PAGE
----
“African governments face challenging resource constraints as they seek to control and respond to COVID-19 but must avoid diverting funds from essential health campaigns that protect the most vulnerable populations, including children and pregnant women. By prioritizing the mobilization of new funding to combat the pandemic, African nations can address the needs of the pandemic without interrupting vital delivery of other life-saving health programs.” – Aliko Dangote, President and Chief Executive of the Dangote Group, created a private-sector coalition to support Nigeria’s COVID-19 response that has mobilized over 25 billion Naira. He is a member of the End Malaria Council.  

“Pregnant women and young children are among the most vulnerable to infectious diseases, including malaria. It is imperative that we African leaders ramp up our work to sustain safe access to essential health services during this pandemic to support our communities and protect the lives of Africa’s future.” – Graça Machel, Founder, The Graça Machel Trust and the Foundation for Community Development and a member of the End Malaria Council.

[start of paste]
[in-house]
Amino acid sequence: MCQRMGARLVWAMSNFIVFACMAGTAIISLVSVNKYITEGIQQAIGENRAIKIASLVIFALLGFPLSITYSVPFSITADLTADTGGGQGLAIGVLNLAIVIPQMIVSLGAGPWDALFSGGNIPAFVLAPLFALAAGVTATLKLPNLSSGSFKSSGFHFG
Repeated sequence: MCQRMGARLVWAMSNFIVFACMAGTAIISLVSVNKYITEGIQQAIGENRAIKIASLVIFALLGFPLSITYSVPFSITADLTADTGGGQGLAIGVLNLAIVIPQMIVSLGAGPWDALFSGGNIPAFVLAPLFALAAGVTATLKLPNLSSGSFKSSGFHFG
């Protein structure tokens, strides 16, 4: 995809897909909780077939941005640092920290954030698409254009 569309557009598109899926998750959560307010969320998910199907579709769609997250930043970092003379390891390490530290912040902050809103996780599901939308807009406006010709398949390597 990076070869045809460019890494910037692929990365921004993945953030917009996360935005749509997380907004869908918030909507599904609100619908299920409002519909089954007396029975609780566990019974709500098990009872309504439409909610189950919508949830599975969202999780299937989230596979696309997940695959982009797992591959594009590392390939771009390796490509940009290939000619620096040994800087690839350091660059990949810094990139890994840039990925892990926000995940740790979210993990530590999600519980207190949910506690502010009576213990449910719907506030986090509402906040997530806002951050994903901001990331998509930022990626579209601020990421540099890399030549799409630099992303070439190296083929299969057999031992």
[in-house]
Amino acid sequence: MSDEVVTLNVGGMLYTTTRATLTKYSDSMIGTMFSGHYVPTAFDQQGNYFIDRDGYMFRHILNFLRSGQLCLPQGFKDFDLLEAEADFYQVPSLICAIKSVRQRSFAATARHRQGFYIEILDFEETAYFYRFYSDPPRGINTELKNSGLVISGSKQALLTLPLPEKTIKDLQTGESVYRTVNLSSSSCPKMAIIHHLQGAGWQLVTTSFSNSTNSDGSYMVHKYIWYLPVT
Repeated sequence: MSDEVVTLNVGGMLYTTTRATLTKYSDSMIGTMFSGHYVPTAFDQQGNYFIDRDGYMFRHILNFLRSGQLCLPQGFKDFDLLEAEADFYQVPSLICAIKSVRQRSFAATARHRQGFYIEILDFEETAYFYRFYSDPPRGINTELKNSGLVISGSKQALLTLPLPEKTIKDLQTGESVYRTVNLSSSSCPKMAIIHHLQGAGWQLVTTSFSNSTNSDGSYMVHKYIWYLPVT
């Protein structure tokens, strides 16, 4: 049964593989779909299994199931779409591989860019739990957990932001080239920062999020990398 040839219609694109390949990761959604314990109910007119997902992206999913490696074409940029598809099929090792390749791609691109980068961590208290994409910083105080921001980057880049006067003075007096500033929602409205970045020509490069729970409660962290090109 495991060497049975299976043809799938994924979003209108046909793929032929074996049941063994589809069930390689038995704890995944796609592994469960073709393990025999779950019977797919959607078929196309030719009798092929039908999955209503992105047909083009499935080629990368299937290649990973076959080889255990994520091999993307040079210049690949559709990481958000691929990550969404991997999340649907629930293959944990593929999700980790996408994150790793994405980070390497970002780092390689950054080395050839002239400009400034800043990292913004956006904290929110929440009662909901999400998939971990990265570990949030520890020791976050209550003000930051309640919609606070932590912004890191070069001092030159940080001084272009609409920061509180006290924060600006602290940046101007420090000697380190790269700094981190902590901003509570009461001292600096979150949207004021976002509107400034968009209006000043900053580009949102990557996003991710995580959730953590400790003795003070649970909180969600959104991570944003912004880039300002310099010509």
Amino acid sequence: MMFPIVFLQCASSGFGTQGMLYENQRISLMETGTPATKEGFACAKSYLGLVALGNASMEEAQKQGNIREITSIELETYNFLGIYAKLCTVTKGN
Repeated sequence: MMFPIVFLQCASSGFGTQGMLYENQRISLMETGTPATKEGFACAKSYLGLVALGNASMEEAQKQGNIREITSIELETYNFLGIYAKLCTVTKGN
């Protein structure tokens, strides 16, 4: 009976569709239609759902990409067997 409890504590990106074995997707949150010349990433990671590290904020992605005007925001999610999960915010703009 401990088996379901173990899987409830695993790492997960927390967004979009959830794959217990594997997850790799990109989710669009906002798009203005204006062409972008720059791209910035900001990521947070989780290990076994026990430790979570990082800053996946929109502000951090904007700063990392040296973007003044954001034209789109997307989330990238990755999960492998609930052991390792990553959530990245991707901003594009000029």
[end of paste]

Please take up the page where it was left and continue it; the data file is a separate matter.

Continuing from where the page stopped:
Statement: Meeting the Challenge of COVID-19

Five years ago, we drafted Agenda 2063: the Africa We Want, to share our optimism about a prosperous future for Africa’s people, society, and economy. Critical to achieving this vision was a sustained focus on ending preventable and treatable diseases, like malaria, within a generation.

For the malaria community, we started off the decade energized by historically low levels of malaria deaths and cases. The Lancet Commission on malaria eradication report released in September 2019 concluded that malaria eradication “is a bold but attainable goal and a necessary one.” This sharpened our focus on the challenging, but achievable ambition of driving malaria cases and deaths down by 90% by 2030. Our optimism was well-founded, but not without challenges.